A downtown Springfield financial firm recently announced the launch of a new social media platform the company says will also allow users to save money for retirement.
Megga Inc., a subsidiary of HUTN Inc., recently announced it will launch a social media platform called Meggalife that awards points to users as they use its apps for tasks like searching the Internet, listening to music or sharing messages.
HUTN INC. has undergone several name changes since its incorporation in Colorado in 2007, according to its most recent quarterly report filed with the OTC Markets. The firm was known as EFH Group Inc. in 2014, but was changed to EF Hutton America Inc. in April 2015. The name was changed again to HUTN INC. in October, the quarterly reported filed on Nov. 15 with OTC Markets showed.
Megga Inc. will generate advertising revenue and deposit a portion into a trust overseen by independent third-party trustees, based on the number of points users accrue. Meggalife users will be able to redeem those points at the age of 68 to provide additional funds for their retirement, according to a news release.
Nearly half of working-age families in the U.S. have nothing saved in retirement accounts and the median working-age family had only $5,000 saved in 2013, according to a 2016 report by the Economic Policy Institute, a nonprofit based in Washington D.C.
“We believe that this model is compelling to users who have typically received no financial gain, despite their devoting hundreds of hours, on average, per year to internet activities,” HUTN INC.’s quarterly report says. The quarterly report likened the business model to a frequent flier program for financial security.
HUTN INC.’s quarterly report also says users “start earning points when they join an affiliated nonprofit investment club, the Beanstalk Club, which uses crowd sourcing of its members’ preferences to inform the Megga Trust’s investing decisions.”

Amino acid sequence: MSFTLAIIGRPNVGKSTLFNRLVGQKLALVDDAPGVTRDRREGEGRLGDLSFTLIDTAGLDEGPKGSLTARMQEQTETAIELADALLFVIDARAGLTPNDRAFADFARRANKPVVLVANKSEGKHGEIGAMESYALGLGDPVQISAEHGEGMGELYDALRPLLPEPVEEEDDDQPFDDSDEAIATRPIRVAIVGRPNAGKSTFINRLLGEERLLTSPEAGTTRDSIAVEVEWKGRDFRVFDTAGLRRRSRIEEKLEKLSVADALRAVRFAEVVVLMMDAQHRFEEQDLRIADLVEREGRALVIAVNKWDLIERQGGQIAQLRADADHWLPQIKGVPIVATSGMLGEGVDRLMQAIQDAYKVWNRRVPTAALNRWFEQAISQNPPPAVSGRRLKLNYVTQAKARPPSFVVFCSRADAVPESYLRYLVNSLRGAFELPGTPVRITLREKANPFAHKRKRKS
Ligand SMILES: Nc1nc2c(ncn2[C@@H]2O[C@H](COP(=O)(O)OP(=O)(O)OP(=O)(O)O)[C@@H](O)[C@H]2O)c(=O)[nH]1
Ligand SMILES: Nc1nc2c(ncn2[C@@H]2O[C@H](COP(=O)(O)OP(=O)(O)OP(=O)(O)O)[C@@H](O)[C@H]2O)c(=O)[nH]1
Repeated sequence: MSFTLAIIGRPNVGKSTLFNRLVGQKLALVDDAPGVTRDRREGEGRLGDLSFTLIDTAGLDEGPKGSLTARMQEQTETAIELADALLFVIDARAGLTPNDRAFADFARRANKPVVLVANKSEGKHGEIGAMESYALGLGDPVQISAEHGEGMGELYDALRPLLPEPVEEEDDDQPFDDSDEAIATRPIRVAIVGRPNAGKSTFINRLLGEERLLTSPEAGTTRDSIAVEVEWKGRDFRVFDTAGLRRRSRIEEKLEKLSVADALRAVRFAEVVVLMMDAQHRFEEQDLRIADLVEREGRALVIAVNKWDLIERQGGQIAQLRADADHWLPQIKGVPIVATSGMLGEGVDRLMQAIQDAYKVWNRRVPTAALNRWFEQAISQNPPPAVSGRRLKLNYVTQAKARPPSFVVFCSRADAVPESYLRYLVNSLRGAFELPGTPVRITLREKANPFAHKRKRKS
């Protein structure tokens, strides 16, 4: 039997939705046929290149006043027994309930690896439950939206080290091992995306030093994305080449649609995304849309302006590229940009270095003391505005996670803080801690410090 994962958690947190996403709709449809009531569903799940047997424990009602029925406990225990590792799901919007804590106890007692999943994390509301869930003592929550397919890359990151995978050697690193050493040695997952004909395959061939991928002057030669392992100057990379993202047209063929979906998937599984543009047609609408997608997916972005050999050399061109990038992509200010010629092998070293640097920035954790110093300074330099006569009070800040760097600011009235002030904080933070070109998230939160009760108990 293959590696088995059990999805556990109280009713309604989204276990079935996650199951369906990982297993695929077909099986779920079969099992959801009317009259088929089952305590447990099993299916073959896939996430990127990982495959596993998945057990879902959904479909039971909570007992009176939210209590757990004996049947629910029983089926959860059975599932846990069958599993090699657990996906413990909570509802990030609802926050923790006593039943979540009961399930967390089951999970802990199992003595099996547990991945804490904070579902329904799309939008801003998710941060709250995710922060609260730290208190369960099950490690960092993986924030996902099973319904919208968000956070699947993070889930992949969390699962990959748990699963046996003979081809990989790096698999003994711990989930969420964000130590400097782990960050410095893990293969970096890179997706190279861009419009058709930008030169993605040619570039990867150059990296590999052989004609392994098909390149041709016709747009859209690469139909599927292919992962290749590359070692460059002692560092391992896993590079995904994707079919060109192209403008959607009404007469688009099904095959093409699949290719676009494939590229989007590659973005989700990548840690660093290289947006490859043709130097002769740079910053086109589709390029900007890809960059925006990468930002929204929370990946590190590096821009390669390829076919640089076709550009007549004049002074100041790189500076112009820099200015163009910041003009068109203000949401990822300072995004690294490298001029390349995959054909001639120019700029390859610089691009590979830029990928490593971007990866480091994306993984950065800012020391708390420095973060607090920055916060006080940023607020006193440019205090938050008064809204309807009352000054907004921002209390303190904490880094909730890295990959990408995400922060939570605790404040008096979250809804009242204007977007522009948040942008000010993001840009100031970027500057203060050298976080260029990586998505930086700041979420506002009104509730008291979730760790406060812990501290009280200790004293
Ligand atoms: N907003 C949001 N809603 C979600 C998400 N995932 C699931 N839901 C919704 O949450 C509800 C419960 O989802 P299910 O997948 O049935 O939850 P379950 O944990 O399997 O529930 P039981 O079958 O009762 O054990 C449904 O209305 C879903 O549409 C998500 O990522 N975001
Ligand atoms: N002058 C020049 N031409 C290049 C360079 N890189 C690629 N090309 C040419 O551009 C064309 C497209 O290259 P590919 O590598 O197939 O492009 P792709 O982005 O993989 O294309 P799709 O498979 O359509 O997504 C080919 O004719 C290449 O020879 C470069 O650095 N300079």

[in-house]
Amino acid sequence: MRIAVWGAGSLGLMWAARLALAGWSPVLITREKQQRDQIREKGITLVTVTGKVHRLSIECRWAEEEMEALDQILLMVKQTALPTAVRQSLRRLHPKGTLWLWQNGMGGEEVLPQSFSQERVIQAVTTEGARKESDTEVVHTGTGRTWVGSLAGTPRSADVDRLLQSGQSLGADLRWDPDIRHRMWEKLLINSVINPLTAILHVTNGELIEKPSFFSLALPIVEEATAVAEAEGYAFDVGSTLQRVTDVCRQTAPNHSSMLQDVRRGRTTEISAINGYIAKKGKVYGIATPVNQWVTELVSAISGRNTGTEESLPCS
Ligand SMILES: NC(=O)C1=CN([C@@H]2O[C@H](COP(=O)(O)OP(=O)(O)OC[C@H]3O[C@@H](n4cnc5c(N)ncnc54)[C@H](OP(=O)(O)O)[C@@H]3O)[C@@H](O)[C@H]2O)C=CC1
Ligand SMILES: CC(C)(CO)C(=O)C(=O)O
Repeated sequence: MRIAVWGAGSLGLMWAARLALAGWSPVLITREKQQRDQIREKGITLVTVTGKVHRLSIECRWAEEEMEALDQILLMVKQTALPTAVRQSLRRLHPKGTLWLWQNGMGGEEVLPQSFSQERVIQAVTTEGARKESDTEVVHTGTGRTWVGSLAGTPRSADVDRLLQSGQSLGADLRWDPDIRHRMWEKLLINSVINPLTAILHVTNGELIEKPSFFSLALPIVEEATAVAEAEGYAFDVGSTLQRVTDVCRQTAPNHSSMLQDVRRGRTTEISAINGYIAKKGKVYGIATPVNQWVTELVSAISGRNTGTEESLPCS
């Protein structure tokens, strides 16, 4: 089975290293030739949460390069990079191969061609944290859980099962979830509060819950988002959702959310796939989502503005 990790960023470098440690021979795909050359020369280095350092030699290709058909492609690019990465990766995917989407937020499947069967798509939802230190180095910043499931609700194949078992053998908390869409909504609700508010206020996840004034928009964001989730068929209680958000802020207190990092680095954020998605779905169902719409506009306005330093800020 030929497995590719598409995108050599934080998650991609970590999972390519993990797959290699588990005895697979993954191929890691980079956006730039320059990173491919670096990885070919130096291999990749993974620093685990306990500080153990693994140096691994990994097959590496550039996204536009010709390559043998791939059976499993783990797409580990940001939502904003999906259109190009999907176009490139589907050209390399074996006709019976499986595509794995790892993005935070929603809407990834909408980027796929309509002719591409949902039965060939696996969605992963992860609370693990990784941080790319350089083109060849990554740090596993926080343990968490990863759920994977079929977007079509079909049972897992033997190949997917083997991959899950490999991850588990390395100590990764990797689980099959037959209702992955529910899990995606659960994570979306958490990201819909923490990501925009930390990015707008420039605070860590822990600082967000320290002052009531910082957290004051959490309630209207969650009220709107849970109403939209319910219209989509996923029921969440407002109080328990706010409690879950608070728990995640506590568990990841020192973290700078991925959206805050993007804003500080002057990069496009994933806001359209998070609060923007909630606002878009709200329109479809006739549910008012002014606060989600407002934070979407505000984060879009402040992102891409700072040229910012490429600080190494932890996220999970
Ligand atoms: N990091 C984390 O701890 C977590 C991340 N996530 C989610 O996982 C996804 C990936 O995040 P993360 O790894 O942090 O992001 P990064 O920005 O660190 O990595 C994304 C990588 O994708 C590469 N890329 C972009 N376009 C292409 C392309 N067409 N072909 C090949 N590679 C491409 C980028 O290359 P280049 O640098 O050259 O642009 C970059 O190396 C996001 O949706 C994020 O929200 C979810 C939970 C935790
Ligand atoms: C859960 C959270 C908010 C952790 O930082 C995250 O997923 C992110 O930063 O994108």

Top points earners will be eligible to win additional prizes and contests, according to the news release.
The proposal is original, although customers will likely want more information, said Grant Easterbrook, co-founder of Dream Forward. Easterbrook said he spent much of his career tracking financial tech companies. His start-up has developed artificial intelligence to walk customers through the process of starting and maintaining a 401(k) program.
It’s not uncommon for financial tech companies to reward users for using their products online, although tying it to a long-term outcome like retirement is unusual, Easterbrook said. But more information is needed, he believes, including how the money will be invested, how much the company will take in investment fees and how easily users can roll over or move their accounts.
More information about the investments will be available when the product launches, said Jeff Kursman, a spokesman for EF Hutton. He said the points users accrue have no value until redemption and users cannot redeem until age 68. He said the value of the points will fluctuate based on factors like the number of users, the number of points in total and the value of the trust.
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“By participating on the Meggalife platform, they are earning points,” Kursman said of users. “Those points are captured in a solo 401(k). A solo 401(k) as opposed to a corporate 401(k) allows you to have nontraditional investments.”
The biggest challenge for financial tech businesses, Easterbrook said, is encouraging customers to move their funds into their products.
“The specific challenge of finance, it’s very hard to get distribution,” Easterbrook said. “People don’t move accounts very often. It’s very hard to attract money to you but once it’s there it kind of stays there for a while.”
The concept is original but Megga Inc. will need to see some success early on, Easterbrook maintains.
“The general rule of thumb for social media is very much boom or bust, feast or famine,” Easterbrook said. “A social app is going to blow up or totally fizzle. It’s going to be the same case for these guys.”
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